Licensing the Olympic spirit
The frenzy in the run up to the Olympics includes not only intense commercialization, but also a prohibition against any mention of politics.
WITH ONLY a few weeks to go, we're at the point where it's almost illegal to not be excited about the Olympics. By the middle of June, local councils will order us all to meet in our local park at 6:30 each morning and say communally, "Oooh, it's only a month to the opening ceremony," and recite the competitors in the first heat of the 200-meter backstroke.
Mark Steel is a comedian, a columnist for the Independent newspaper, and a socialist and activist in Britain. He's the author of two collections about contemporary Britain, It's Not a Runner Bean: Dispatches from a Slightly Successful Comedian and Reasons to Be Cheerful--as well as Vive la Revolution: A Stand-up History of the French Revolution.
Because the Olympics is a celebration of humanity, there's mass derision for anyone who wants to introduce politics or protest. The Olympics is simply about sport. That must be why Coca-Cola has spent $100 million in sponsorship, because it loves badminton. "I want to see them play with the finest shuttlecocks money can buy," says the chairman, without considering getting the slightest thing back in return.
Every tiny aspect of this Olympics is sponsored. The women tennis players will be told they have to grunt the names of the sponsors, so Sharapova will lose the point unless she screams "General Electric" with every serve. And the gymnasts will have to spell "Dow Chemical" with that twirly ribbon.
Bakers in east London can't sell buns with the Olympic rings on, as the logo is franchised. And as the Olympic spirit is about determination, anyone seen to be trying at anything during the Games could find themselves sued. People will end up in court for practicing the piano, as endeavor has been licensed solely to official Olympic sponsors.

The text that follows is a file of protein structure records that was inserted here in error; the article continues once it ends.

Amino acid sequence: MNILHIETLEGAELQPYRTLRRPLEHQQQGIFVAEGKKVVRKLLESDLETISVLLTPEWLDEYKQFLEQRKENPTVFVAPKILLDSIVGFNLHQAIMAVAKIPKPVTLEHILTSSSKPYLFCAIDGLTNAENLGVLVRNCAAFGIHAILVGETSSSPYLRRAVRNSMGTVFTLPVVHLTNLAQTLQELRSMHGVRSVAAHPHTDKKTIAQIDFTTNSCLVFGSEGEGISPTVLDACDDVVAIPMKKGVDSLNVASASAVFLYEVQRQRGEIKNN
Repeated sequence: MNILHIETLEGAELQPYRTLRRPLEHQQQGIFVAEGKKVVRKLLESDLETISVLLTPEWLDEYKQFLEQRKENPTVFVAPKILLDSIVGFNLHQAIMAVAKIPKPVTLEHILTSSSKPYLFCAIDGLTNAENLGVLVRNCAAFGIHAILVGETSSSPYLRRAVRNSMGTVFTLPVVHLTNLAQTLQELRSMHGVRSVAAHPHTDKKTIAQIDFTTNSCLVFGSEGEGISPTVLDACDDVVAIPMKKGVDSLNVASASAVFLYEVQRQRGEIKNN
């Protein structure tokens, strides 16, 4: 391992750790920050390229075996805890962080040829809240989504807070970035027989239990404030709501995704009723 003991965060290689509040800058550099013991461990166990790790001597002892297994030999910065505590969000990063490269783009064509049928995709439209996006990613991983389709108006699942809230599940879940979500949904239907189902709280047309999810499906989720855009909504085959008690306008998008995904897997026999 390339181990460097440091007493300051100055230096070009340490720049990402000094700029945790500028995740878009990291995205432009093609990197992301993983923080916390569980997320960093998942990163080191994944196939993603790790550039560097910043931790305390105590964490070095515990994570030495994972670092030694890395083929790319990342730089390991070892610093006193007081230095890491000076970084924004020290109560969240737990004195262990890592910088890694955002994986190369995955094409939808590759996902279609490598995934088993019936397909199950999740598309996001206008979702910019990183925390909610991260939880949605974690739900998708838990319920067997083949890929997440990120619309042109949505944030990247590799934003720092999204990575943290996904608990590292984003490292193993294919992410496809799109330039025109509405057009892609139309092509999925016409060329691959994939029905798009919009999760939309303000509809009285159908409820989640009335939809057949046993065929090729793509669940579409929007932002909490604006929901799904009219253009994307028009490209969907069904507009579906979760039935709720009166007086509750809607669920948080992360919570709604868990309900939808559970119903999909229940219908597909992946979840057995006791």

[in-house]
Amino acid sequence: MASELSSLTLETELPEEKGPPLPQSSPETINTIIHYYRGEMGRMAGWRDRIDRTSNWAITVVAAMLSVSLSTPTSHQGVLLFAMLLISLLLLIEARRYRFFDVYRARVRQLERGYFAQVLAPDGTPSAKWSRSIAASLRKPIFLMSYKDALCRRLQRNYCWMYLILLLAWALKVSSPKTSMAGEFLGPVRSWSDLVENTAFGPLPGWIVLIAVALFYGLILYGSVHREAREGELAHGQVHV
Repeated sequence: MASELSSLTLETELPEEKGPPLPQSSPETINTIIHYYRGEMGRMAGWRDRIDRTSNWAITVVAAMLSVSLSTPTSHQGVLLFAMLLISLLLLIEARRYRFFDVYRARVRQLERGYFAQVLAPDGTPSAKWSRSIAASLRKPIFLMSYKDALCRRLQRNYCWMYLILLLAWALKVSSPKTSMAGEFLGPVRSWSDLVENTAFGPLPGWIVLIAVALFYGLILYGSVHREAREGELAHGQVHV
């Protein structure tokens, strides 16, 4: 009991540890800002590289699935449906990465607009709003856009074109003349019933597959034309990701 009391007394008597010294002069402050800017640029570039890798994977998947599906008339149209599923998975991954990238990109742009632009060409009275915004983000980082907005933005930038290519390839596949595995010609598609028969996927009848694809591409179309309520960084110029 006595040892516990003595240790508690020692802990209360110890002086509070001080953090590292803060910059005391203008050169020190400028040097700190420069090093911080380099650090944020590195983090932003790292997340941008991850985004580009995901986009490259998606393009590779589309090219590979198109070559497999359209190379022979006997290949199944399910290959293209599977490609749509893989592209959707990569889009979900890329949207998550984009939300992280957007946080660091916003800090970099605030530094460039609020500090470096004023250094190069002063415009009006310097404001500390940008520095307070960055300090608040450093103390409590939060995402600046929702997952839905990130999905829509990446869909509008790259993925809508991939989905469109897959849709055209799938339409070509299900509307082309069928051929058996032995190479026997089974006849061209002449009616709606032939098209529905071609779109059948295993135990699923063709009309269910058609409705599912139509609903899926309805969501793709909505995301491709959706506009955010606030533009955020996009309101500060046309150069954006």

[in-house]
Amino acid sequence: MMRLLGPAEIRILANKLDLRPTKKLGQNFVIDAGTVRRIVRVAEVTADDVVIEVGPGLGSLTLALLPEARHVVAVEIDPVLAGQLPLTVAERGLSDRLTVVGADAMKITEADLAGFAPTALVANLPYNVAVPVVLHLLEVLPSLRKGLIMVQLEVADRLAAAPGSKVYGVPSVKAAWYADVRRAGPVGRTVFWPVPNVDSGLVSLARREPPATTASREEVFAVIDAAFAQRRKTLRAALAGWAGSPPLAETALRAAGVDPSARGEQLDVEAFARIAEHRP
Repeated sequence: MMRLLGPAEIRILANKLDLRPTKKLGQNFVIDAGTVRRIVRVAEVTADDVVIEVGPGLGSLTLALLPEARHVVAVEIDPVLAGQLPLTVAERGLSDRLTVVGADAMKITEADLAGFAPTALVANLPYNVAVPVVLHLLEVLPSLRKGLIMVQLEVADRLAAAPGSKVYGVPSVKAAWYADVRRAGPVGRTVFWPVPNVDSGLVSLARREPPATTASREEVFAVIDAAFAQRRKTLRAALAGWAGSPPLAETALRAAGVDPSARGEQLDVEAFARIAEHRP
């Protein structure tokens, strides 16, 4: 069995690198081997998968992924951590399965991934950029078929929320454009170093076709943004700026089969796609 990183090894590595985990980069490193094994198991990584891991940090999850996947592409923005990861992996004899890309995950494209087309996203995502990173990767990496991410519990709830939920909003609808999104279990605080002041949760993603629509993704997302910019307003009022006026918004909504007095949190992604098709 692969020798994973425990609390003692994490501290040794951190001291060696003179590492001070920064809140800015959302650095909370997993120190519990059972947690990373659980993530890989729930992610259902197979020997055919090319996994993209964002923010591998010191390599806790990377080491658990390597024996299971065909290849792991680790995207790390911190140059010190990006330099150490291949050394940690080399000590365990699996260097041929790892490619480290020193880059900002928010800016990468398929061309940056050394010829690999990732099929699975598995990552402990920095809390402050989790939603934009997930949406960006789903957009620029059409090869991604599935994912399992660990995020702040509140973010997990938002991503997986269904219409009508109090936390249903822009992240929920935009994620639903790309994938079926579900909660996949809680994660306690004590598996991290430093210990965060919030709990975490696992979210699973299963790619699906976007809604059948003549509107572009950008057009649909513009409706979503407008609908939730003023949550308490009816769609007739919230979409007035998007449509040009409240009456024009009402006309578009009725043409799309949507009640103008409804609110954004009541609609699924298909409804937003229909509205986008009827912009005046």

This is why it was so inspiring to be at an event this week that celebrated the true Olympic spirit, at which 800 people heard a speech by 200-meter medalist John Carlos. Because his most celebrated act was not to win the medal in Mexico City in 1968, but to stand on the podium with fellow medalist Tommie Smith and raise a fist in support of the civil rights movement in America.
Carlos and Smith became targets of mass hatred for bringing politics into the Olympics. Soon, presumably, all the other U.S. competitors who've won medals will be disciplined as well, for standing on the podium singing the song that ends "The land of the free and the home of the brave," which could be interpreted as political.
In future, maybe all medal winners will have to be genuinely neutral and sing, "Last night, I heard my mama singing a song, oo-ee chirpy chirpy cheep cheep."
More impressive than his original protest, John Carlos is still campaigning, which is why he was speaking alongside figures such as Doreen Lawrence, and why there was an atmosphere of such determination and humanity. In fact, it contained all the elements of the Olympic spirit.
So the International Olympic Committee shouldn't oppose protests, it should embrace them, and include them in the Games, with a commentator shrieking, "The French have dominated this event for so long, but the Greeks have been looking exceptional in training this year, so what a contest it should turn out to be".
First published in The Independent.